Standardization of vesicle detection by flow cytometry using traceable beads and optical scattering theory

Type:
Oral presentation
Authors:
E. van der Pol, F.A.W. Coumans, Y. Yuana, A. Sturk, T.G. van Leeuwen, R. Nieuwland
Location: 
International Society for Extracellular Vesicles 2014, Rotterdam, The Netherlands
Date:
May 2, 2014

Abstract

Background: Flow cytometry is currently the most used method for single vesicle detection in the clinic. At present, most laboratories select vesicles by setting an inclusion gate based on the scatter signal from two polystyrene bead sizes, resulting in a reproducibility of 15-91% in a previous multicenter study. Comparison of flow cytometry results of vesicle measurements between laboratories, however, is not straightforward because (1) the refractive index of beads and vesicles are not matched, and (2) the relation between the size ranges of beads and vesicles is affected by the optical configuration of the flow cytometer.

Methods: We analytically describe the relation between the diameter, refractive index, and light scattering of traceable polystyrene beads (www.metves.eu) with Mie theory to find the relationship between scatter and size of vesicles. Assuming a vesicle refractive index of 1.40, this procedure is expected to minimize the impact of the refractive index mismatch and eliminate differences between optical configurations. Therefore, we initiated a study including 20 centers worldwide to determine whether this procedure improves the reproducibility of vesicle concentration measurements between laboratories. The International Society on Thrombosis and Haemostasis is sponsoring this activity, which will take place between February 2014 and June 2014. Each center measures PMP and erythrocyte vesicle samples with lactadherin and CD61-PE or CD235a-PE staining, respectively.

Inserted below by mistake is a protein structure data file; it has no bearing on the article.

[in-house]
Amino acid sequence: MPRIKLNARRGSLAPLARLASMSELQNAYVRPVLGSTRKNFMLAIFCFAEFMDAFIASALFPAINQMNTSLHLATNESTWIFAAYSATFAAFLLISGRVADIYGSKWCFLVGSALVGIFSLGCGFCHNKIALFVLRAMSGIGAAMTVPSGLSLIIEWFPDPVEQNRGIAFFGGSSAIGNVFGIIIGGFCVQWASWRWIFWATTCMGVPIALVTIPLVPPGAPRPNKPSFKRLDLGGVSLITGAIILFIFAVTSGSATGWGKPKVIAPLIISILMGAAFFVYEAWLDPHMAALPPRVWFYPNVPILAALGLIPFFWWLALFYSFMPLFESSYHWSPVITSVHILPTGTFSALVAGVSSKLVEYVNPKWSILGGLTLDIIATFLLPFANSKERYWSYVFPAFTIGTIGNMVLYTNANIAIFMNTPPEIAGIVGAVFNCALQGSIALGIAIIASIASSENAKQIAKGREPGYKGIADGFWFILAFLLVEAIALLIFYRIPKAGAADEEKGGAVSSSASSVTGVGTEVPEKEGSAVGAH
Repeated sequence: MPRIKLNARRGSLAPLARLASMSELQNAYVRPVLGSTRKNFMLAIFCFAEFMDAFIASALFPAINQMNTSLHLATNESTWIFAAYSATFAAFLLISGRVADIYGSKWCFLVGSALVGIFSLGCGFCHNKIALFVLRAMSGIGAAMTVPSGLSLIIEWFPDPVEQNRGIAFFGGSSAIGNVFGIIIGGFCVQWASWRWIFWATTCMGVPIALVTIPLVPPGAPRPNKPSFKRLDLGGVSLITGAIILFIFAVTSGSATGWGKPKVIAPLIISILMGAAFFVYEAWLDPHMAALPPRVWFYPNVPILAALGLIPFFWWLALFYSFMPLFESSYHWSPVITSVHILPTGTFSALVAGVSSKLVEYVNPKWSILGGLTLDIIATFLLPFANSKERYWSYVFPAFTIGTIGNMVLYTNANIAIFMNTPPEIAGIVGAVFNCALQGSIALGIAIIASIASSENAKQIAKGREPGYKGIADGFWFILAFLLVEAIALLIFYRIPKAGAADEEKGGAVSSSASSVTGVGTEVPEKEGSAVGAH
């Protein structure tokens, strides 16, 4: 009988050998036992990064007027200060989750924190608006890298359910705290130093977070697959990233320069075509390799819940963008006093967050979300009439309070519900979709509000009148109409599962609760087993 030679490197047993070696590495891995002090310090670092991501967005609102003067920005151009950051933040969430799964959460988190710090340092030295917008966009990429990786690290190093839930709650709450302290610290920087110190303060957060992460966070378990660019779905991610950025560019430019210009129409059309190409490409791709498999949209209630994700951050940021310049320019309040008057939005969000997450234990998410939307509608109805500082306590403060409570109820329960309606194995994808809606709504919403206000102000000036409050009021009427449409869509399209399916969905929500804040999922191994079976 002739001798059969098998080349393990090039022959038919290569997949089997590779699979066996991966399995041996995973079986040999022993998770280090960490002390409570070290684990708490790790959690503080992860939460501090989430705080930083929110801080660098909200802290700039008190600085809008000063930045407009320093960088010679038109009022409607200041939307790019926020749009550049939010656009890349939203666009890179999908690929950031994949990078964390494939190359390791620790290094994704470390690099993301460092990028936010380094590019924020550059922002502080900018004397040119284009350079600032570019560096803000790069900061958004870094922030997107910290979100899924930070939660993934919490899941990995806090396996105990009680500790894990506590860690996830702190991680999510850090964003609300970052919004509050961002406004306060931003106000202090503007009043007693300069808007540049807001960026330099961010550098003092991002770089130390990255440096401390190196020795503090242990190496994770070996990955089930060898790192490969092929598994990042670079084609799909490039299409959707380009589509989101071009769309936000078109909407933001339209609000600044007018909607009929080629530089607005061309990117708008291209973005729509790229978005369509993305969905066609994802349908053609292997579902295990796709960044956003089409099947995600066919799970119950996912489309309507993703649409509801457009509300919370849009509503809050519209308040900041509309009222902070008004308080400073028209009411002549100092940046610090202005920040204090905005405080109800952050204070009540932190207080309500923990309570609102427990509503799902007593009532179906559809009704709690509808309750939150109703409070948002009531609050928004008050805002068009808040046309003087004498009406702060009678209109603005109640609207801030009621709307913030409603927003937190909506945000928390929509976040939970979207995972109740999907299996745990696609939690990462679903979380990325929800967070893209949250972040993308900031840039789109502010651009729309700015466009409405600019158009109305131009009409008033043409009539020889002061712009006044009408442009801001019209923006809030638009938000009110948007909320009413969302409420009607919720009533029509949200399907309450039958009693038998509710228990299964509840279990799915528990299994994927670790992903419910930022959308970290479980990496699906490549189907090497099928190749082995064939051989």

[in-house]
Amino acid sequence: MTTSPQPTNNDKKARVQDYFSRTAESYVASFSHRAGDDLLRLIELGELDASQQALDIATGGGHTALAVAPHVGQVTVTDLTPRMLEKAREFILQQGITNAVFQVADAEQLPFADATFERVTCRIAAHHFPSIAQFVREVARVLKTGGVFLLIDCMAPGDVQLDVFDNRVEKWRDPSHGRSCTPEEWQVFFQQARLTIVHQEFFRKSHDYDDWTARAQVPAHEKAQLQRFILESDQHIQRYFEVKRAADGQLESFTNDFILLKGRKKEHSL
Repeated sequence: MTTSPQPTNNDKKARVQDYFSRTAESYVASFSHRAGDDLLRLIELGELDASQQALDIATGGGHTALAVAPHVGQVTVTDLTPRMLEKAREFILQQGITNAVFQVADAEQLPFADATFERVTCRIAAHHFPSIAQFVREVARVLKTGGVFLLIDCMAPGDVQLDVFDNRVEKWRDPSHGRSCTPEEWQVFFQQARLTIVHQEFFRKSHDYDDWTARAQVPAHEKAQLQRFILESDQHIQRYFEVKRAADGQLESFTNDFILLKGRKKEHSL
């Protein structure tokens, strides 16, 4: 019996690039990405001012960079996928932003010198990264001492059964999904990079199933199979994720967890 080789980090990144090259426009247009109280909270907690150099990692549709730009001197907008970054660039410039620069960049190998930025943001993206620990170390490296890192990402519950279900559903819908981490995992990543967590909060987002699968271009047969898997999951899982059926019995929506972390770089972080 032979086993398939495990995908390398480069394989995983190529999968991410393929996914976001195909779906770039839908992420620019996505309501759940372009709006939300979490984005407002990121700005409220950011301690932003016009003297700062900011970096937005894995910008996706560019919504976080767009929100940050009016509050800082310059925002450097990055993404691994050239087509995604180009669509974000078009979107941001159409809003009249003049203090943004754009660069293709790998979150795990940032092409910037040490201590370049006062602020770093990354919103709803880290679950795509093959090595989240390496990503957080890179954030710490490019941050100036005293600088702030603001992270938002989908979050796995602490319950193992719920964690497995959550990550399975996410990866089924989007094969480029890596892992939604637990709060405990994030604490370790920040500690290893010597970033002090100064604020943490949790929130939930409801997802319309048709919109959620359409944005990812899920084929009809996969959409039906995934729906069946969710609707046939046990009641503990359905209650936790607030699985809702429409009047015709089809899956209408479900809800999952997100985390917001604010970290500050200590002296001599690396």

Results: Based on theoretical simulations we expect this procedure to reduce the coefficient of variation on the measured concentrations by 20% compared to the current standard. We will present preliminary data from the study.

Discussion: This method will allow a closer approximation of the size of vesicles, and improve the reproducibility of concentration measurements with different flow cytometers. There may be a difference between assumed and true refractive index, which would result in a difference between the desired and actual vesicle size range. However, this refractive index difference is small compared to the error made by assuming the refractive index of polystyrene to be equal to vesicles.

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